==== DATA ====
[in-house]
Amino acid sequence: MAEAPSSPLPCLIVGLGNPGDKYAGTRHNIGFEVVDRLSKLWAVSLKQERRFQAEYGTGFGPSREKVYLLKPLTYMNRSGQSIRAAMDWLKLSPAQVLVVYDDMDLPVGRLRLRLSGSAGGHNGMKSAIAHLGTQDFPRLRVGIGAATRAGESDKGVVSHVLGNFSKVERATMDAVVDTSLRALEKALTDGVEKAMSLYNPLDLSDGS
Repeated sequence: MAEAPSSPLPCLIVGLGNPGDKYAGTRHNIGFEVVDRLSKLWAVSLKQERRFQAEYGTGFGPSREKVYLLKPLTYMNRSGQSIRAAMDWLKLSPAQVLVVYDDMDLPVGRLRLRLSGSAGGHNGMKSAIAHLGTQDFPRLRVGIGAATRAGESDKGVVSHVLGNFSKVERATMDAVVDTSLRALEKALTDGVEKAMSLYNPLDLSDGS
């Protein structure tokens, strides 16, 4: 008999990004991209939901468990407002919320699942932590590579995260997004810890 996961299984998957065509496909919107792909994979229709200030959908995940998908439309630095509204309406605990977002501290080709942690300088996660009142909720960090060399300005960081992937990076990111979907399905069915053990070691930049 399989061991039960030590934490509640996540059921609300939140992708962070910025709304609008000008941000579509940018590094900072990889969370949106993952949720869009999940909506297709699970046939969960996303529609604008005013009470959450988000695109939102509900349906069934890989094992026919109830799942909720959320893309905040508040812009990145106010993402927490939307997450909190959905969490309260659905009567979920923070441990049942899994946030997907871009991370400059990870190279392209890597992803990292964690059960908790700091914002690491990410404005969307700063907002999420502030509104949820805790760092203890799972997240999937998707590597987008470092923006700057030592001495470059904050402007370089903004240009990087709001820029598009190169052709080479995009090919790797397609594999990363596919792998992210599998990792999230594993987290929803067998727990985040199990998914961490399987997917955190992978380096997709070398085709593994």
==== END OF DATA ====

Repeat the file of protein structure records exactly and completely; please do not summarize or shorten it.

[in-house]
Amino acid sequence: MAEAPSSPLPCLIVGLGNPGDKYAGTRHNIGFEVVDRLSKLWAVSLKQERRFQAEYGTGFGPSREKVYLLKPLTYMNRSGQSIRAAMDWLKLSPAQVLVVYDDMDLPVGRLRLRLSGSAGGHNGMKSAIAHLGTQDFPRLRVGIGAATRAGESDKGVVSHVLGNFSKVERATMDAVVDTSLRALEKALTDGVEKAMSLYNPLDLSDGS
Repeated sequence: MAEAPSSPLPCLIVGLGNPGDKYAGTRHNIGFEVVDRLSKLWAVSLKQERRFQAEYGTGFGPSREKVYLLKPLTYMNRSGQSIRAAMDWLKLSPAQVLVVYDDMDLPVGRLRLRLSGSAGGHNGMKSAIAHLGTQDFPRLRVGIGAATRAGESDKGVVSHVLGNFSKVERATMDAVVDTSLRALEKALTDGVEKAMSLYNPLDLSDGS
């Protein structure tokens, strides 16, 4: 008999990004991209939901468990407002919320699942932590590579995260997004810890 996961299984998957065509496909919107792909994979229709200030959908995940998908439309630095509204309406605990977002501290080709942690300088996660009142909720960090060399300005960081992937990076990111979907399905069915053990070691930049 399989061991039960030590934490509640996540059921609300939140992708962070910025709304609008000008941000579509940018590094900072990889969370949106993952949720869009999940909506297709699970046939969960996303529609604008005013009470959450988000695109939102509900349906069934890989094992026919109830799942909720959320893309905040508040812009990145106010993402927490939307997450909190959905969490309260659905009567979920923070441990049942899994946030997907871009991370400059990870190279392209890597992803990292964690059960908790700091914002690491990410404005969307700063907002999420502030509104949820805790760092203890799972997240999937998707590597987008470092923006700057030592001495470059904050402007370089903004240009990087709001820029598009190169052709080479995009090919790797397609594999990363596919792998992210599998990792999230594993987290929803067998727990985040199990998914961490399987997917955190992978380096997709070398085709593994």